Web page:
Award Abstract #2200112

PIPP Phase I: Computational Theory of the Co-evolution of Pandemics, (Mis)information, and Human Mindsets and Behavior

See grant description on NSF site

Program Manager:

Mitra Basu

Active Dates:

Awarded Amount:



Peter Pirolli

Kathleen M Carley

Christian Lebiere

Mark Orr

Awardee Organization:

Florida Institute for Human and Machine Cognition, Inc.


Computer and Information Science and Engineering (CISE)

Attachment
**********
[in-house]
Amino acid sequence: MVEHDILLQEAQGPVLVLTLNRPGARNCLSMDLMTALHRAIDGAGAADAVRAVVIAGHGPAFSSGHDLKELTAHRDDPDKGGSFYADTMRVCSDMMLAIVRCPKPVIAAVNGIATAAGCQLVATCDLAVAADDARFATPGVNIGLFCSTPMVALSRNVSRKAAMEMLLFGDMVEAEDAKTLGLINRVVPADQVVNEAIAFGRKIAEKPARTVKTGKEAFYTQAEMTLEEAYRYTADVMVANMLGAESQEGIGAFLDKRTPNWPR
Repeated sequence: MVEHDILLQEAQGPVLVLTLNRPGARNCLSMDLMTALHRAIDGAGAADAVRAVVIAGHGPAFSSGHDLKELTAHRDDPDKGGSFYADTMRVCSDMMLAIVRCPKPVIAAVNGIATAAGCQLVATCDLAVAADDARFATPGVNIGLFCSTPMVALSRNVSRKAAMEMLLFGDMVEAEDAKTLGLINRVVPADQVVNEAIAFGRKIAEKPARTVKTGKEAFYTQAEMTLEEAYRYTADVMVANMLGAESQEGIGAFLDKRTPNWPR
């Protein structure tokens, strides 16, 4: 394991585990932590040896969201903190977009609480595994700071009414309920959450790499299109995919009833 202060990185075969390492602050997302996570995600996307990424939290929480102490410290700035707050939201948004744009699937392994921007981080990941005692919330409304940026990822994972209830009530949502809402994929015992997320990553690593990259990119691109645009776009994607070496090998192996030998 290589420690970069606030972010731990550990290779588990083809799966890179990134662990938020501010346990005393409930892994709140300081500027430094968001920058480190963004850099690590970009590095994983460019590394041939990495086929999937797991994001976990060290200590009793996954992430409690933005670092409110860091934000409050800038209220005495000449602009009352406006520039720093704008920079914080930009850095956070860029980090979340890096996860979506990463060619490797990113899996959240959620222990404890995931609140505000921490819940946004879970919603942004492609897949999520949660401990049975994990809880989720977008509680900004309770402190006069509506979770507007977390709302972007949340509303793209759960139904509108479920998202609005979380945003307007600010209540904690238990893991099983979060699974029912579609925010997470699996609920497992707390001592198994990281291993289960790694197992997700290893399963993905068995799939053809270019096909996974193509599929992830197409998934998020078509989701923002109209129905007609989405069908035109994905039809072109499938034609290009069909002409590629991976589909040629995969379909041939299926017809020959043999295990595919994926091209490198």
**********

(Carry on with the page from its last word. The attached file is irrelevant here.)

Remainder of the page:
Epidemiological models are used to predict the spread of highly contagious and lethal diseases such as COVID-19. Public health officials use such models to inform pandemic response policies and advisories. Yet these models require a rigorous scientific foundation about human psychology to better predict people’s responses to information and policies about pandemics. The recent COVID-19 pandemic illustrates the central role of human decision making and behavior in the spread of such a transmissible disease. People’s decisions regarding social isolation, social distancing, mask wearing, hand washing, and vaccination are correlated with the rate at which the COVID-19 virus spreads or the seriousness of getting infected. People have different individual mindsets, and these can vary across different regions and subgroups, so different groups of people respond differently to messaging and mandates and those responses change over time. There is also an ongoing scientific debate about the degree to which pandemic information or misinformation, or the perceived credibility of information sources, influences the degree to which people change their behavior. To address these scientific needs, this project involves activities to develop a multidisciplinary research core and agenda and to develop a strong plan for a cohesive research center for Predictive Intelligence for Pandemic Prevention. The activities include exploratory research on computational models of human psychology, information flow and influence, and resulting pandemic transmission. The project will also support the training and mentoring of graduate students who represent the next generation of researchers tackling these global challenges. This project uses computational theories and models to examine the fundamental interdependent evolution of infection, behavior, and information at multiple levels and drawing upon multiple disciplines in order to support improved pandemic intelligence, prediction, explanation, and countermeasures. The project is organized into (1) interdisciplinary, strategic research thrusts to Accelerate Convergent Science towards the Grand Challenge, (2) three invitational meetings to draw in diverse researchers to address focal research topics and research questions, to fill in gaps in the Research Challenges, and develop a strong research and education agenda for a cohesive PIPP center, and (3) Pilot Studies to Demonstrate Feasibility of integrated computational models of information, human psychology, and pandemic transmission. For the pilot research, a multidisciplinary team combines empirical assessments with computational cognitive models in an agent-based modeling system. For data the investigators draw on vaccination discussions in mass media, Twitter, geolocated timeseries data on vaccination rates, infection, death and recovery rates, state and national mandates regarding COVID-19 policies about vaccination and mask wearing from February 2020 through December 2021 in the United States. These data will be segmented by state and major cities within those states. This award is supported by the cross-directorate Predictive Intelligence for Pandemic Prevention Phase I (PIPP) program, which is jointly funded by the Directorates for Biological Sciences (BIO), Computer Information Science and Engineering (CISE), Engineering (ENG) and Social, Behavioral and Economic Sciences (SBE). This award reflects NSF's statutory mission and has been deemed worthy of support through evaluation using the Foundation's intellectual merit and broader impacts review criteria.

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